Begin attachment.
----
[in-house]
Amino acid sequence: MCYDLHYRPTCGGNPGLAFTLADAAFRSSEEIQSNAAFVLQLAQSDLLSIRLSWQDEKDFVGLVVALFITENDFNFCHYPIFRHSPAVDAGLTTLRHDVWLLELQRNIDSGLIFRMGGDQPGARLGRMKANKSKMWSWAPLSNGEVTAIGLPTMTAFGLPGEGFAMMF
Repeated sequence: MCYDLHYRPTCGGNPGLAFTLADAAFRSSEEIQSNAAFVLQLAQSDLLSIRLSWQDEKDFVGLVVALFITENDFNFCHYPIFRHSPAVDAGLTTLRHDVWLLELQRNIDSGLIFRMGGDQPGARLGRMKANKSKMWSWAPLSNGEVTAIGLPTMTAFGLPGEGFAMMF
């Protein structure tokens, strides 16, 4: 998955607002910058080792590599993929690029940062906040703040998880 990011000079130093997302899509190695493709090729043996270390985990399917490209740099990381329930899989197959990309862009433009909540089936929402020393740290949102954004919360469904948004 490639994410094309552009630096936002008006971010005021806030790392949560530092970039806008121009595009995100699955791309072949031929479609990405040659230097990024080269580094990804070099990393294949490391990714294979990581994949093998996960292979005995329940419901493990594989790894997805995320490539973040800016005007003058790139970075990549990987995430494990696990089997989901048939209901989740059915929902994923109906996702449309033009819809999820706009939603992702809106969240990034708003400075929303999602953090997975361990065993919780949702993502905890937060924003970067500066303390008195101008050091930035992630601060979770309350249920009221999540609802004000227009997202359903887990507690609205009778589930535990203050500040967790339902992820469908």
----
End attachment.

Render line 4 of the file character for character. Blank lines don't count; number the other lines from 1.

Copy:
């Protein structure tokens, strides 16, 4: 998955607002910058080792590599993929690029940062906040703040998880 990011000079130093997302899509190695493709090729043996270390985990399917490209740099990381329930899989197959990309862009433009909540089936929402020393740290949102954004919360469904948004 490639994410094309552009630096936002008006971010005021806030790392949560530092970039806008121009595009995100699955791309072949031929479609990405040659230097990024080269580094990804070099990393294949490391990714294979990581994949093998996960292979005995329940419901493990594989790894997805995320490539973040800016005007003058790139970075990549990987995430494990696990089997989901048939209901989740059915929902994923109906996702449309033009819809999820706009939603992702809106969240990034708003400075929303999602953090997975361990065993919780949702993502905890937060924003970067500066303390008195101008050091930035992630601060979770309350249920009221999540609802004000227009997202359903887990507690609205009778589930535990203050500040967790339902992820469908």